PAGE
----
How do I choose a builder?

The cheapest quote from a builder is not necessarily the quote you want to go with.

Every home owner has aspirations to make their home the best it can be. The nicest possible environment for them and their family to live in. And who can blame them? I myself designed the extension to my own home back in 2007, where the small dining room extension built back in the 1980’s was demolished and replaced with a large dining and family room and kitchen.

Regardless of the increased monetary value of the house, the quality of home life for my family, has improved immeasurably since the builders completed the work in July 2008.

However for some home owners the prospect of creating a dream home can become a nightmare. Spurred on by a vast array of home improvement ideas streamed through our television screens and via social media, we have all been brainwashed into thinking that we know how to improve our home. Of course we can do amazing improvements but this can come at a price.

There is a trap waiting to snare the unsuspecting home owner.

Being diligent three or four quotes are obtained from local builders.  It is at this point that that everyone should ask themselves, which of the prices is offering best value? It nearly always will not be the quote with the lowest figure on the bottom line.

Sometimes (not always), best value comes with a price tag attached and this should be budgeted for in the overall cost plan. No-one wants to employ a builder to turn their dream into a nightmare and perhaps the cost for avoiding this is as valuable as the bricks and mortar themselves.


What does a structural engineer do?

If one considers the human body as analogous to a building, structural engineers would be the professionals that design the skeleton so that the body can support its weight and other forces that act on it.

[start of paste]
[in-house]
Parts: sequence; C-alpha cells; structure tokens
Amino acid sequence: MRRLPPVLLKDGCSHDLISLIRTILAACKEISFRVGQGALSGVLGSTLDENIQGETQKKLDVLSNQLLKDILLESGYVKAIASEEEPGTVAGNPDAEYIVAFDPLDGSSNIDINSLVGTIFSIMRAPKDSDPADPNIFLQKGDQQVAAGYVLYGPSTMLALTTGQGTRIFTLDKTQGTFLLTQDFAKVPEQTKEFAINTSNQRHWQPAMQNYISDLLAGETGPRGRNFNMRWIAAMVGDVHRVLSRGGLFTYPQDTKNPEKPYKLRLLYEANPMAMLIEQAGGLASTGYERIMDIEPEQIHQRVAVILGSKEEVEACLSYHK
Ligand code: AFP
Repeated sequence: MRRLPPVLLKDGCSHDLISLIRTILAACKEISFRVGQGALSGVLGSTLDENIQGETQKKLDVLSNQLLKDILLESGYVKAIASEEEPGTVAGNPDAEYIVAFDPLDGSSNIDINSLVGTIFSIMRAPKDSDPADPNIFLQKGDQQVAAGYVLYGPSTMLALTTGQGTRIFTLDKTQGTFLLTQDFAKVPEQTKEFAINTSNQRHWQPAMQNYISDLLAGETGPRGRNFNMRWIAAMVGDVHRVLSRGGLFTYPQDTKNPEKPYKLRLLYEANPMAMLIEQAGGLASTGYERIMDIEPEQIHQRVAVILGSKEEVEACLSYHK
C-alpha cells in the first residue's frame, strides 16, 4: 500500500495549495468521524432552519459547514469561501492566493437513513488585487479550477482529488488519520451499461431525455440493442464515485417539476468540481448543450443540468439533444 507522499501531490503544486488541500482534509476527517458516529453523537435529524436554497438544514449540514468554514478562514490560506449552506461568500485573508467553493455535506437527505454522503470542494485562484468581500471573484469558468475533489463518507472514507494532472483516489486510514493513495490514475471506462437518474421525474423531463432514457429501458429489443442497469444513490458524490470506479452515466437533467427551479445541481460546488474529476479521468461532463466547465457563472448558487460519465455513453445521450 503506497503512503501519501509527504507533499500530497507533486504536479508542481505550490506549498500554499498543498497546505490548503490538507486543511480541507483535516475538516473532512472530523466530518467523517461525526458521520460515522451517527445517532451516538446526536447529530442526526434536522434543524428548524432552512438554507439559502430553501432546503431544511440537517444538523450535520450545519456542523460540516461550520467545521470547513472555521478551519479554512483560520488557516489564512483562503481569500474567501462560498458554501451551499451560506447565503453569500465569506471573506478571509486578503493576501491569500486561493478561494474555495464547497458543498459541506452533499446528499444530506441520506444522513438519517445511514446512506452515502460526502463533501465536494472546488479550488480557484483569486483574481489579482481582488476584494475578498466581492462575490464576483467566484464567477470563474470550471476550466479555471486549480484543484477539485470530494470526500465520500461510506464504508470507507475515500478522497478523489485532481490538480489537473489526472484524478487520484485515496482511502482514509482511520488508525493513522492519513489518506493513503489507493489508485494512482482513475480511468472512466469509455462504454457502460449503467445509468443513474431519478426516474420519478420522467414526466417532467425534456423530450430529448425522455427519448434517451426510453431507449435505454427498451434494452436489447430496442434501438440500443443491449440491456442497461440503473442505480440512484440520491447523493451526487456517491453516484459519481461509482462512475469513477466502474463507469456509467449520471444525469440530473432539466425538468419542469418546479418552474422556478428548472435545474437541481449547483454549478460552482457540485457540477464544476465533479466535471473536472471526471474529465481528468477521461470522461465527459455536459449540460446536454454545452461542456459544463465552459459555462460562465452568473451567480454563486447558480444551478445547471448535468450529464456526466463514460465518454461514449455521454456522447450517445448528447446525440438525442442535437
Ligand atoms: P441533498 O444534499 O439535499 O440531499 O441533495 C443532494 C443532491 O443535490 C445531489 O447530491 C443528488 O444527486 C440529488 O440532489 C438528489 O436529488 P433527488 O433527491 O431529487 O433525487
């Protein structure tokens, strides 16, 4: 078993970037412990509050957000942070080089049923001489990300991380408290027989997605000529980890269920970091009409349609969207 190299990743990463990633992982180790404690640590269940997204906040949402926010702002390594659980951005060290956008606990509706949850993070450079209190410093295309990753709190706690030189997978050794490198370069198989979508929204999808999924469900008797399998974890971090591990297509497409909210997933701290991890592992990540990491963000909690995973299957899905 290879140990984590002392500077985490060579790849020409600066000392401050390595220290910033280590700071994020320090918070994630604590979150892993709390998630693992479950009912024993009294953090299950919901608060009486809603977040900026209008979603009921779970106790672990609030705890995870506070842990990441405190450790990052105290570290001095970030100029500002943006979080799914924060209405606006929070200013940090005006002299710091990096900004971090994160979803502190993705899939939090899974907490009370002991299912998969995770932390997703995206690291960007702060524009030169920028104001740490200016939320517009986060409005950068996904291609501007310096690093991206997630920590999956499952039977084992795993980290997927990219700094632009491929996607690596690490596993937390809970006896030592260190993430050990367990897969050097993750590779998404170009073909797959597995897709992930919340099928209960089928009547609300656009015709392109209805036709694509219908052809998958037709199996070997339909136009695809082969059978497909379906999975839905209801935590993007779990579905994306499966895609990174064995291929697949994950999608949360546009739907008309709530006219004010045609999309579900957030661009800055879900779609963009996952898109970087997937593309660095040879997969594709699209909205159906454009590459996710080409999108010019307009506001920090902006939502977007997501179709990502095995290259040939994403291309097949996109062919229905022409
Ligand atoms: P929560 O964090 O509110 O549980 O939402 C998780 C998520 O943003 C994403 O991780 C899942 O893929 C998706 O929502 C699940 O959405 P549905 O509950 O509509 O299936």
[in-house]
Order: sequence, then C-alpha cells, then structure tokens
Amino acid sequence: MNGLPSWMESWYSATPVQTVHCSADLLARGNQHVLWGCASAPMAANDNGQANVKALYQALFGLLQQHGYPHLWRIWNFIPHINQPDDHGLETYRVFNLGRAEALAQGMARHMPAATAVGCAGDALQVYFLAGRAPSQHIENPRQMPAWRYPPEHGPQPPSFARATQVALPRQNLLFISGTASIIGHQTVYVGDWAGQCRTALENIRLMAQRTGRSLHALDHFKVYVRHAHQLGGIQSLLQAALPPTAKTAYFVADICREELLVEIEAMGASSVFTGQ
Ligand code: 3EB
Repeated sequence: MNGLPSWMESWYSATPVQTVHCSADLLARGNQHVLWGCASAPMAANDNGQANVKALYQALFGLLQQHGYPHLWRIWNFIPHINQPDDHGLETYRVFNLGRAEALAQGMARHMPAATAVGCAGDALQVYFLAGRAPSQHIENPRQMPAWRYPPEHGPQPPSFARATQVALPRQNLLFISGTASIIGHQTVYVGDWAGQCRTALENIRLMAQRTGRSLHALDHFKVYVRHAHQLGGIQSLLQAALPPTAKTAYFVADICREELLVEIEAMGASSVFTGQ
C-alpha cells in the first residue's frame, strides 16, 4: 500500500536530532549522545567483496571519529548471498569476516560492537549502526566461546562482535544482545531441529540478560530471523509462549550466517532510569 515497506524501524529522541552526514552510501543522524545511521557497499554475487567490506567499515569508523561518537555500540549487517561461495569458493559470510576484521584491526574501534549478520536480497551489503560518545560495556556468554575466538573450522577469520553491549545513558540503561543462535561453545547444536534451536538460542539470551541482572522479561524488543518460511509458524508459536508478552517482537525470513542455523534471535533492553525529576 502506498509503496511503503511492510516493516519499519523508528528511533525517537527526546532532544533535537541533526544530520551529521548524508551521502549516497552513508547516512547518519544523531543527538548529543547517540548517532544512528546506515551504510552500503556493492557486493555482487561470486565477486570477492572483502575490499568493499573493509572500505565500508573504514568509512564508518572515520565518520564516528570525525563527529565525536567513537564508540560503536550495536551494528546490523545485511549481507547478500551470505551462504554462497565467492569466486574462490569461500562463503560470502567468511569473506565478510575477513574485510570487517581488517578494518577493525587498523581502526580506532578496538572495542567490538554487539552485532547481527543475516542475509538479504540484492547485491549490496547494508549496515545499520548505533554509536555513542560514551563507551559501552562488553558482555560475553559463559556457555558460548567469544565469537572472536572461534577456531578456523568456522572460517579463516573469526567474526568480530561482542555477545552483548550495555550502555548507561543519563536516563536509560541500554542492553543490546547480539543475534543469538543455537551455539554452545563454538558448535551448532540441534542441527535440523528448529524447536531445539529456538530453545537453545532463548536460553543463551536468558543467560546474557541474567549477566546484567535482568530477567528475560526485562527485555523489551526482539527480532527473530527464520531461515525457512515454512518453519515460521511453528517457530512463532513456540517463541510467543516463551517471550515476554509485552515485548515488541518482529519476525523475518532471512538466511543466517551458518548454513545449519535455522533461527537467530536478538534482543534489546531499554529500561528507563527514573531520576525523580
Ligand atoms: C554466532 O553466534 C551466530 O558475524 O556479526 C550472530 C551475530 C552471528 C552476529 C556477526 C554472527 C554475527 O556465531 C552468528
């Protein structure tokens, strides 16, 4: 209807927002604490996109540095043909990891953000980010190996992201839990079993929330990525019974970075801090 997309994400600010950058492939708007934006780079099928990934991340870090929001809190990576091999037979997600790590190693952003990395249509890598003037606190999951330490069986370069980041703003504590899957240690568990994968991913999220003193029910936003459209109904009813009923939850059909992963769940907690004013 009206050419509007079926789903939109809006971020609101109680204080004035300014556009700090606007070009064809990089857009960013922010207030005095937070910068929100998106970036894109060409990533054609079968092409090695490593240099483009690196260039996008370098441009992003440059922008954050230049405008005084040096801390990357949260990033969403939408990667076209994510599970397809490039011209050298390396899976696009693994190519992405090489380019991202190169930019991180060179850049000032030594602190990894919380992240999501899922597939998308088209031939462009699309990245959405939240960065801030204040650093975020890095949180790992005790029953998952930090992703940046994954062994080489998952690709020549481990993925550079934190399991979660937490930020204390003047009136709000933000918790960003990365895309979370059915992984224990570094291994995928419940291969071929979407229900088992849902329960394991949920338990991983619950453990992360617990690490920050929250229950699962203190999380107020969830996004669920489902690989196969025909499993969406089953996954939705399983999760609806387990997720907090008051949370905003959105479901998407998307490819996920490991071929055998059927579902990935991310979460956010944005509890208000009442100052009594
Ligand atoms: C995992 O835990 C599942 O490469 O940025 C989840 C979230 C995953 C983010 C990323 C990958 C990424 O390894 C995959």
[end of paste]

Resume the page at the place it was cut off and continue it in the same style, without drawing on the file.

Structural engineering is a branch of civil engineering, and its applications are diverse. A great deal of what structural engineers do involve designing structures such as buildings, bridges, tunnels, etc. Structural engineers work as consultants to architects, design-build contractors or the end user of the structure. The architect or design-build contractor comes up with a building layout, and then it’s the structural engineer’s responsibility to calculate the loads (such as snow, wind and earthquake forces), fit the structure to the architecture, and decide on what structural systems to use. The structural systems include steel, concrete, masonry, wood and other materials from which the engineer selects beams, columns, and other members that make up the building support. Though structural engineers generally are involved with the design of new buildings, they are sometimes involved in the demolition or dismantling of a structure, either permanently or in order to repair it. They also inspect structures both during and after construction to ensure that they are properly constructed.

Because the work of structural engineers is closely tied to public safety, they must be qualified and registered with an institution in order to demonstrate their abilities. Generally speaking, an engineer has at a minimum a bachelor’s degree in engineering and at least six years of experience working under the supervision of a Chartered engineer.


What is Structural Survey?